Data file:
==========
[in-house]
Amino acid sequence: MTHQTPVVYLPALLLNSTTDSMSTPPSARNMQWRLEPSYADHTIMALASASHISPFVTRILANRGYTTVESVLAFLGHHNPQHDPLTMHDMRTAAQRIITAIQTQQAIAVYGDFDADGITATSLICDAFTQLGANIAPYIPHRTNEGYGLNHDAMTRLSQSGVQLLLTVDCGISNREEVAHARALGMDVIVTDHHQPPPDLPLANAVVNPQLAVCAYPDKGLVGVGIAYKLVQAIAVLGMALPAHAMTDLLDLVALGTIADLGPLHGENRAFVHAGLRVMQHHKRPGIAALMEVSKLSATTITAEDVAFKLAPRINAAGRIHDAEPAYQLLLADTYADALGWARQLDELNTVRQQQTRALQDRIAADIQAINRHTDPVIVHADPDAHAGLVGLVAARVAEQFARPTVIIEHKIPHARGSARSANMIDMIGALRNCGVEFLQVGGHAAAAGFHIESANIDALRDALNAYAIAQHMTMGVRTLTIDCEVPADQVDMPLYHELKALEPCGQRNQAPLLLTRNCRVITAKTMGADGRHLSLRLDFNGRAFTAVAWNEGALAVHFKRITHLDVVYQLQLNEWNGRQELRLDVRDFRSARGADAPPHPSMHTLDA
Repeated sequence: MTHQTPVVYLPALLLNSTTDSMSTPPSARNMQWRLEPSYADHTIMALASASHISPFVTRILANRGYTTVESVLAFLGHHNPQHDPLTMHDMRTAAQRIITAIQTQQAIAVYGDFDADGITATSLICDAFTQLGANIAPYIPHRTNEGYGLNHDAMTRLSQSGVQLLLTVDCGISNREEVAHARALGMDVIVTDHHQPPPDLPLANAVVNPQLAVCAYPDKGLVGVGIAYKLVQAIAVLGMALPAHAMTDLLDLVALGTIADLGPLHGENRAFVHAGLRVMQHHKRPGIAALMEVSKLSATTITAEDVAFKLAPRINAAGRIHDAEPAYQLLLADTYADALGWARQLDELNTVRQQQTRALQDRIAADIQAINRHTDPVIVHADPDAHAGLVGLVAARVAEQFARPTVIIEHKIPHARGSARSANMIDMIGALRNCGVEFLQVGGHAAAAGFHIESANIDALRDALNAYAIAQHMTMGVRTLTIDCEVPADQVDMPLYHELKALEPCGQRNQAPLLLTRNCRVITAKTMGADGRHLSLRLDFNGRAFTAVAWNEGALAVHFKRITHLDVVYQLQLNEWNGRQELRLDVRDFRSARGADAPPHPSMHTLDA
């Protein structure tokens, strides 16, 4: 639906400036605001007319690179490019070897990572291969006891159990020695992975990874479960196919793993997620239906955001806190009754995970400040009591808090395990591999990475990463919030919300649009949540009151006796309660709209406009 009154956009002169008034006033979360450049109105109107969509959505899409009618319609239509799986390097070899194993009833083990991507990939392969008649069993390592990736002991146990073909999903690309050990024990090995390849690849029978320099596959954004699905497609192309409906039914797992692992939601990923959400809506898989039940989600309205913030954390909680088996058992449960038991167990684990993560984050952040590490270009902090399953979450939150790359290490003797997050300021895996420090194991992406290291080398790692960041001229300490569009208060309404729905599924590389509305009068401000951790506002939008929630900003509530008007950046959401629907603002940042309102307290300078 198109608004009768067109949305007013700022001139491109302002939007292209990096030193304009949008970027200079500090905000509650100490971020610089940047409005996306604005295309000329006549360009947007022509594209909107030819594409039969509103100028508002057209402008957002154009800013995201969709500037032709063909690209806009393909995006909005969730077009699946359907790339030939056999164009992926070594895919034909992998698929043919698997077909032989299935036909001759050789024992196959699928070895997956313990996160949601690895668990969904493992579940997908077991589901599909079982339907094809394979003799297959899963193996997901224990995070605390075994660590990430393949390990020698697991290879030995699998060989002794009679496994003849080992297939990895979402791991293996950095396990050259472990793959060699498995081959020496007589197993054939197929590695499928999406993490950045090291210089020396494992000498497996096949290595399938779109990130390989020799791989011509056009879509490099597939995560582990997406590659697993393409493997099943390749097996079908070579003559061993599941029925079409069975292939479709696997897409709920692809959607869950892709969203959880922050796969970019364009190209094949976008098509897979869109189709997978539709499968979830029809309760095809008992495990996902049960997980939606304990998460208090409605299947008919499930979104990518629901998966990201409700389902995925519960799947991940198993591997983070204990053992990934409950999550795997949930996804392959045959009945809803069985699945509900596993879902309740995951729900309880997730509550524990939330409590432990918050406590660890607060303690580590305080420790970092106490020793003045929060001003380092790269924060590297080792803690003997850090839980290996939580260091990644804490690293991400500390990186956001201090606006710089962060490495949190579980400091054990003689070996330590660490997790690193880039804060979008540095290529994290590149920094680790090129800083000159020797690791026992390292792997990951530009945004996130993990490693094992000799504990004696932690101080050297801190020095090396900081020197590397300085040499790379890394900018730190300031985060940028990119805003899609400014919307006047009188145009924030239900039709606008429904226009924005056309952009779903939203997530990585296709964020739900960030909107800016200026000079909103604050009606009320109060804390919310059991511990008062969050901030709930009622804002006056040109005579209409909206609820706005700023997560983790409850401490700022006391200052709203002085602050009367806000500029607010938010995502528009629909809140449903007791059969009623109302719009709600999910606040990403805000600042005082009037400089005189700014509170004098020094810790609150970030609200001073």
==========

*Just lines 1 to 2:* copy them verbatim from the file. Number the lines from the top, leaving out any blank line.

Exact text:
[in-house]
Amino acid sequence: MTHQTPVVYLPALLLNSTTDSMSTPPSARNMQWRLEPSYADHTIMALASASHISPFVTRILANRGYTTVESVLAFLGHHNPQHDPLTMHDMRTAAQRIITAIQTQQAIAVYGDFDADGITATSLICDAFTQLGANIAPYIPHRTNEGYGLNHDAMTRLSQSGVQLLLTVDCGISNREEVAHARALGMDVIVTDHHQPPPDLPLANAVVNPQLAVCAYPDKGLVGVGIAYKLVQAIAVLGMALPAHAMTDLLDLVALGTIADLGPLHGENRAFVHAGLRVMQHHKRPGIAALMEVSKLSATTITAEDVAFKLAPRINAAGRIHDAEPAYQLLLADTYADALGWARQLDELNTVRQQQTRALQDRIAADIQAINRHTDPVIVHADPDAHAGLVGLVAARVAEQFARPTVIIEHKIPHARGSARSANMIDMIGALRNCGVEFLQVGGHAAAAGFHIESANIDALRDALNAYAIAQHMTMGVRTLTIDCEVPADQVDMPLYHELKALEPCGQRNQAPLLLTRNCRVITAKTMGADGRHLSLRLDFNGRAFTAVAWNEGALAVHFKRITHLDVVYQLQLNEWNGRQELRLDVRDFRSARGADAPPHPSMHTLDA